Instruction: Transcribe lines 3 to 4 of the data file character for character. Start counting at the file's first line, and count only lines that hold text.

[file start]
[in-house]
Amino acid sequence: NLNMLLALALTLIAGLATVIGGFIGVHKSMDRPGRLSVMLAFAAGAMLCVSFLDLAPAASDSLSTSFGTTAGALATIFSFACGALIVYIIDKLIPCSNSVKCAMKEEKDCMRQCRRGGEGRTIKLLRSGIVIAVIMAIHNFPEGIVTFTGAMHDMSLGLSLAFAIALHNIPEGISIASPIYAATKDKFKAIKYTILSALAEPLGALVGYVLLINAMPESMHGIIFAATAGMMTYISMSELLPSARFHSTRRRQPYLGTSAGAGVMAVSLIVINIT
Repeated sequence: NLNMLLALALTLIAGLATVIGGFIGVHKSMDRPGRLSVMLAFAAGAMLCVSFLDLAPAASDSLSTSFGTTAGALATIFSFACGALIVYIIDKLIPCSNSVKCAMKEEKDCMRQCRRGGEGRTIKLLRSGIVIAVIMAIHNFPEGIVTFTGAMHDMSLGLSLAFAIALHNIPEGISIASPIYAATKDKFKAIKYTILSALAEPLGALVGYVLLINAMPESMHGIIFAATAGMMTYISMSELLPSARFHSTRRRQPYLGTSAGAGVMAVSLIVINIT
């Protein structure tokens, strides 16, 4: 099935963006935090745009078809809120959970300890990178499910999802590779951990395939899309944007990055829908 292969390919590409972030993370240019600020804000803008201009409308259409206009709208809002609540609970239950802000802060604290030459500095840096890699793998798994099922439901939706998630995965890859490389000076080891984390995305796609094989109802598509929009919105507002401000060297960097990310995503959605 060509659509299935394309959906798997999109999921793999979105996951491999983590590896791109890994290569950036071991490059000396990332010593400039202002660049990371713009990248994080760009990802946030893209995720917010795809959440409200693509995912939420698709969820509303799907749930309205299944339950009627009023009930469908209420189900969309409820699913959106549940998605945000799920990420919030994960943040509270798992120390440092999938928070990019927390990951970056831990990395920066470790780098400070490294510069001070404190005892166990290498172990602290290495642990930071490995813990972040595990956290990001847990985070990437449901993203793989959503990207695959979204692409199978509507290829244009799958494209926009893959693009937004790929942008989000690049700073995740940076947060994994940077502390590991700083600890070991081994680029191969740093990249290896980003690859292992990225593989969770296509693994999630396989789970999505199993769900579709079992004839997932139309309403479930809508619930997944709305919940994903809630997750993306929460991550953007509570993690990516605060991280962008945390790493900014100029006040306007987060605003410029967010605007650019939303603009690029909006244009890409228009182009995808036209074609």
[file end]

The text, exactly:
Repeated sequence: NLNMLLALALTLIAGLATVIGGFIGVHKSMDRPGRLSVMLAFAAGAMLCVSFLDLAPAASDSLSTSFGTTAGALATIFSFACGALIVYIIDKLIPCSNSVKCAMKEEKDCMRQCRRGGEGRTIKLLRSGIVIAVIMAIHNFPEGIVTFTGAMHDMSLGLSLAFAIALHNIPEGISIASPIYAATKDKFKAIKYTILSALAEPLGALVGYVLLINAMPESMHGIIFAATAGMMTYISMSELLPSARFHSTRRRQPYLGTSAGAGVMAVSLIVINIT
């Protein structure tokens, strides 16, 4: 099935963006935090745009078809809120959970300890990178499910999802590779951990395939899309944007990055829908 292969390919590409972030993370240019600020804000803008201009409308259409206009709208809002609540609970239950802000802060604290030459500095840096890699793998798994099922439901939706998630995965890859490389000076080891984390995305796609094989109802598509929009919105507002401000060297960097990310995503959605 060509659509299935394309959906798997999109999921793999979105996951491999983590590896791109890994290569950036071991490059000396990332010593400039202002660049990371713009990248994080760009990802946030893209995720917010795809959440409200693509995912939420698709969820509303799907749930309205299944339950009627009023009930469908209420189900969309409820699913959106549940998605945000799920990420919030994960943040509270798992120390440092999938928070990019927390990951970056831990990395920066470790780098400070490294510069001070404190005892166990290498172990602290290495642990930071490995813990972040595990956290990001847990985070990437449901993203793989959503990207695959979204692409199978509507290829244009799958494209926009893959693009937004790929942008989000690049700073995740940076947060994994940077502390590991700083600890070991081994680029191969740093990249290896980003690859292992990225593989969770296509693994999630396989789970999505199993769900579709079992004839997932139309309403479930809508619930997944709305919940994903809630997750993306929460991550953007509570993690990516605060991280962008945390790493900014100029006040306007987060605003410029967010605007650019939303603009690029909006244009890409228009182009995808036209074609």